Monday, April 10, 2017

F1 2017 Cars - Getting the formula right

With the 2017 Formula 1 season underway much has been written about these new look F1 cars.  Several years ago the FIA made changes to the regulations aimed at making the cars faster and more challenging to drive.  Many believed these changes were brought in because the cars had become too easy to drive in the modern hybrid era.  The changes were dubbed "The Max Verstappen rule" following the young Dutchman's sensational debut into F1 at just 17 years old in 2015.

During the off-season all of the drivers have been building up their fitness and strength to prepare for the challenge of driving these new quicker cars.  Haas driver Romain Grosjean summed it up well in Australia:  "The cars are brutal to drive – we are not far from 8G with the peak in high corners – so it is pretty good fun.  But it is hard on the body, it is hard on parts, it is hard on the cars".

These new cars certainly look much quicker on-track, especially through the corners.  When the technical regulations were released, a target improvement of 4-5 seconds per lap was set.  It is worth noting that at Albert Park for the first race of the season, the pole lap was 1.6 seconds quicker than 2016, and the fastest lap was 2.5 seconds quicker.  Cornering speeds did increase by over 30 km/h in some corners.  As the cars develop during the season, we can expect them to go even faster!

Most fans agree that the revamped cars also look better.  Wider and longer with revised front and rear wings definitely make the cars look more aggressive; more racy.  Some additional aerodynamic elements this year such as "sharkfins", "T-wings" and "thumb noses" have been less well received.  A balance needs to be found.

What about the racing?

Critics have cited that these changes do nothing to improve the racing and overtaking in Formula 1.  The reason is these new cars produce more aerodynamic disturbance on the car following which impedes close racing and the ability to overtake.

We will see how the 2017 season progresses and what improvements can be made in future.  The FIA has already stated it wants to change the engine formula in 2020.  This will hopefully help another key concern which is the cost of the Formula 1 powerunits as well as the lack of sound.

Overall the sport is heading in the right direction and new owners Liberty Media have plenty in their plate to further improve the show... and the racing.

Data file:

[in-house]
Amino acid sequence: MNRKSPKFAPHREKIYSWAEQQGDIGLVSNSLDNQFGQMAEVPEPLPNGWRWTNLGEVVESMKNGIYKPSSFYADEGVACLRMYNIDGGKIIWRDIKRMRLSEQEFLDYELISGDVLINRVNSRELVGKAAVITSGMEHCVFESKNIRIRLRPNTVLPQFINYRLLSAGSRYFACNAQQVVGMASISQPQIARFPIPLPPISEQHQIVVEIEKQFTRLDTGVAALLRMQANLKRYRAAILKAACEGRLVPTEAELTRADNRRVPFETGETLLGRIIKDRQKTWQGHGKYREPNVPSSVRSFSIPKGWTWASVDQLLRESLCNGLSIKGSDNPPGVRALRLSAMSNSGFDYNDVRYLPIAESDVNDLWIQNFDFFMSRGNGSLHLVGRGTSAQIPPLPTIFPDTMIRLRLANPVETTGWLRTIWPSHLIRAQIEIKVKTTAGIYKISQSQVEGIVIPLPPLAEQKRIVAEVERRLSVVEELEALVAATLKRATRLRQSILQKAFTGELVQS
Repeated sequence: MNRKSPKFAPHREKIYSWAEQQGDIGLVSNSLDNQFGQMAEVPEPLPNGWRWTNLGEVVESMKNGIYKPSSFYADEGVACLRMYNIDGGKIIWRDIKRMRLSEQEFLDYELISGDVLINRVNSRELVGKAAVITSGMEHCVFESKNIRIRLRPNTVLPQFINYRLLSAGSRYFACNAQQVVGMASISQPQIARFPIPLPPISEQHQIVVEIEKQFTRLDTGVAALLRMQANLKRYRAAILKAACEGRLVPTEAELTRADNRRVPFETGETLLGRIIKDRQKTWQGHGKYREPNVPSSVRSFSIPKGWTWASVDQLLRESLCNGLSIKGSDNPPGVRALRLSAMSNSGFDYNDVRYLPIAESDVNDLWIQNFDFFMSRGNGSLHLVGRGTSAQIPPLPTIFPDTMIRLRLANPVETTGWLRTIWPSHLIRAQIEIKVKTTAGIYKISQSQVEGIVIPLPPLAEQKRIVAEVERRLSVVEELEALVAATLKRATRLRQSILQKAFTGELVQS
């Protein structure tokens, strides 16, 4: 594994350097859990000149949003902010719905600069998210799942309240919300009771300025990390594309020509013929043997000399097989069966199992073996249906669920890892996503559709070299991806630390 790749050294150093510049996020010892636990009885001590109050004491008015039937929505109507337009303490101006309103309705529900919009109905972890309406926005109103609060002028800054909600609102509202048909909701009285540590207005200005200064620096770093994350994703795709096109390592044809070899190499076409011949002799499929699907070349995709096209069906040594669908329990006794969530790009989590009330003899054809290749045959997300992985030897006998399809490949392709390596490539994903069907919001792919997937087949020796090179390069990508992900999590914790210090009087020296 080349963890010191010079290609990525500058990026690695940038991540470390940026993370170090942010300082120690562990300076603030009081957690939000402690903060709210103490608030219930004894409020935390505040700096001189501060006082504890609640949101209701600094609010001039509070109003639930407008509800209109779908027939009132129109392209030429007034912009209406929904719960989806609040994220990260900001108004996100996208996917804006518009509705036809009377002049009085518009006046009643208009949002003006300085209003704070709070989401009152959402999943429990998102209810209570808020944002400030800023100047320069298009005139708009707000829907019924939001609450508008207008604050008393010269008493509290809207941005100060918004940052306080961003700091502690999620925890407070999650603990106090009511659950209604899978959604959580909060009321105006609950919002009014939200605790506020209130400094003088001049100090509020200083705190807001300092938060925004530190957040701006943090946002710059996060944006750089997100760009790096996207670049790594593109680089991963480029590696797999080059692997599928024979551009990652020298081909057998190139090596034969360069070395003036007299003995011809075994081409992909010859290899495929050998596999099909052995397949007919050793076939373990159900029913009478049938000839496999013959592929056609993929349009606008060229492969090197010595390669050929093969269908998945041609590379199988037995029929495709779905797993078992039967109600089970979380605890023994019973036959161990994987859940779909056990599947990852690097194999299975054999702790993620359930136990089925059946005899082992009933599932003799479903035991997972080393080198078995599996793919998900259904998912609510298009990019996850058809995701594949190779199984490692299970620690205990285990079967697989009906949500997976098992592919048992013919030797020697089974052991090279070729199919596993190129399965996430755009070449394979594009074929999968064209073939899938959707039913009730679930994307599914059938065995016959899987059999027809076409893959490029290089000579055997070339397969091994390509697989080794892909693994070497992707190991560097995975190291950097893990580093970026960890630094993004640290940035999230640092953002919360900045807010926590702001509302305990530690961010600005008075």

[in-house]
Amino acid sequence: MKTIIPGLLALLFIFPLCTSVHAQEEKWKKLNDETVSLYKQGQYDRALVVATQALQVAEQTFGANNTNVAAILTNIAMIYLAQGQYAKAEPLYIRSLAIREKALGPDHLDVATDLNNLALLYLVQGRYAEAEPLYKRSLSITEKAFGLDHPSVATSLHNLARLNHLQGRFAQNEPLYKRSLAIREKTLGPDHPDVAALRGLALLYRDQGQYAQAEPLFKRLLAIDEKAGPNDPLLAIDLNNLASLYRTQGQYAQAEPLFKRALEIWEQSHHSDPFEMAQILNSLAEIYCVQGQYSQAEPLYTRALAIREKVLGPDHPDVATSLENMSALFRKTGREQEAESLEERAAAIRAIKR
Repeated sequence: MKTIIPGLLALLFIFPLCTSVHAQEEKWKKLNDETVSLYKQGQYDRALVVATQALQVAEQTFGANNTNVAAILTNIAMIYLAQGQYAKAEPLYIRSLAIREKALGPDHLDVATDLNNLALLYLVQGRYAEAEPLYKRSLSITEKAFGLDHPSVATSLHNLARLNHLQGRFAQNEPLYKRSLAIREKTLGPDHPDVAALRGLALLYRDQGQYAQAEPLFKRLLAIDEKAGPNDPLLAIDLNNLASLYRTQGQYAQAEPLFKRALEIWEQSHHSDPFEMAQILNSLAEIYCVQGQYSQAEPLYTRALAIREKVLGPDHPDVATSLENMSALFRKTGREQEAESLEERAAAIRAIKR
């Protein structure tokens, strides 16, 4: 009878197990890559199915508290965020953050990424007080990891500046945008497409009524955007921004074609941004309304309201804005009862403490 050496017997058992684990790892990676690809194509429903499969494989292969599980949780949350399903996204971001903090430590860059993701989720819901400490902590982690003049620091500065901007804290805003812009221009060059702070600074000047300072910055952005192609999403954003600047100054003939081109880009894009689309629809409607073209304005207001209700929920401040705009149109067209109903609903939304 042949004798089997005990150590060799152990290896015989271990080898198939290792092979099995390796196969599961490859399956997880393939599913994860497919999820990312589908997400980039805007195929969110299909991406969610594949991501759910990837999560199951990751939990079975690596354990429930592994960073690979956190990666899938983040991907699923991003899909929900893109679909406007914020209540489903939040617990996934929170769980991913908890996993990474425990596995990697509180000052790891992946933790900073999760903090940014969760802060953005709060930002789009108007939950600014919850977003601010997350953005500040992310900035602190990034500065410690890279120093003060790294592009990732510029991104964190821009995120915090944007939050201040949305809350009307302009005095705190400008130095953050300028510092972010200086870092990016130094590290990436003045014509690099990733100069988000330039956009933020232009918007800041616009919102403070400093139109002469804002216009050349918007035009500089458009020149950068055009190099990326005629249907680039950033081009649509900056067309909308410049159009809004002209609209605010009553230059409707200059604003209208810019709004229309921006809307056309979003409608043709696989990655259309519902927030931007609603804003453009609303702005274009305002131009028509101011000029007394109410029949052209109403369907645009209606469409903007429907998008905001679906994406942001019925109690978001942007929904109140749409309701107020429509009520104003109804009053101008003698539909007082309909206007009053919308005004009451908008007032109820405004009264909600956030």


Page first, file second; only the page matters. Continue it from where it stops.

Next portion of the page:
Friday, April 7, 2017

F1's Fastest Circuits

Most Formula 1 fans would be aware that the Autodromo Nazionale Monza, home of the Italian Grand Prix, is the fastest Formula 1 circuit on the modern calendar.  It's not called "The Temple of Speed" for nothing!

F1's fastest ever lap was completed there by Juan Pablo Montoya driving a Williams in 2004.  He averaged 262 km/h (163 mph) over one lap.  So yes this beautiful Monza circuit, set in parklands outside Milan, is super fast!

That question answered, how do the other circuits rank?  The table below shows all of the circuits in the 2016 calendar, ranked fastest to slowest.  The figures show the average lap speed of the fastest lap in the race.


Looking at the figures, Monza - the last of the true "low downforce" circuits left - is clearly a lot faster than the next circuit on the list: Austria's Red Bull Ring.  The revamped circuit - itself an emasculated version of the frightening quick Österreichring - rejoined the F1 calendar in 2014 and finds itself taking second place, knocking-off both Spa Francorchamps and Silverstone.

The Belgian circuit has been largely unchanged since the shorter 7 kilometre layout debuted in 1983.  Silverstone, meanwhile, has existed in a multitude of configurations, with it's latest "Arena" layout debuting in 2010.  It's average speed, however, hasn't changed too much.

During 2016, both Monaco and Brazilian Grand Prix were rain affected races but the historical statistics show that this wouldn't materially change the table rankings above for the former, as the Monte Carlo street circuit is easily the slowest circuit on the calendar.

Brazil's Interlagos circuit, however, would slot itself somewhere between Russia's Sochi Autodrom and Germany's Hockenheimring in dry conditions.  The fastest race lap recorded there under the current V6 turbo hybrid regulations was Lewis Hamilton's 1:13.555 (210.895 km/h) in 2014.